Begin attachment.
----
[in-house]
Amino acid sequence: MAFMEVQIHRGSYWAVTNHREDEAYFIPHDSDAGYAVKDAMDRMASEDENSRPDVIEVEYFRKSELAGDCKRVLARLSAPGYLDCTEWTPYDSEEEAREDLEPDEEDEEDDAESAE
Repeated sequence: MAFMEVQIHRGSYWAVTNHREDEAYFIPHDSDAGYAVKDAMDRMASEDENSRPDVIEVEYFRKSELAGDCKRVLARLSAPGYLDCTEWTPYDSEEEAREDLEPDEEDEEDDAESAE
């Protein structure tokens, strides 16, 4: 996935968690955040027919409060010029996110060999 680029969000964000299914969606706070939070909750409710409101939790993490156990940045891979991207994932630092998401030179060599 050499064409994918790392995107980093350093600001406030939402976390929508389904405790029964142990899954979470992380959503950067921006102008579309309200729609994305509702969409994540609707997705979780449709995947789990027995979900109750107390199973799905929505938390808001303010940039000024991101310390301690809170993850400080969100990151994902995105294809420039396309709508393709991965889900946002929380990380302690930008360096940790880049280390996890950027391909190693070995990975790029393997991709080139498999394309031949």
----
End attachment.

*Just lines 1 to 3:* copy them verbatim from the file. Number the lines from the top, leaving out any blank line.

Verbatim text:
[in-house]
Amino acid sequence: MAFMEVQIHRGSYWAVTNHREDEAYFIPHDSDAGYAVKDAMDRMASEDENSRPDVIEVEYFRKSELAGDCKRVLARLSAPGYLDCTEWTPYDSEEEAREDLEPDEEDEEDDAESAE
Repeated sequence: MAFMEVQIHRGSYWAVTNHREDEAYFIPHDSDAGYAVKDAMDRMASEDENSRPDVIEVEYFRKSELAGDCKRVLARLSAPGYLDCTEWTPYDSEEEAREDLEPDEEDEEDDAESAE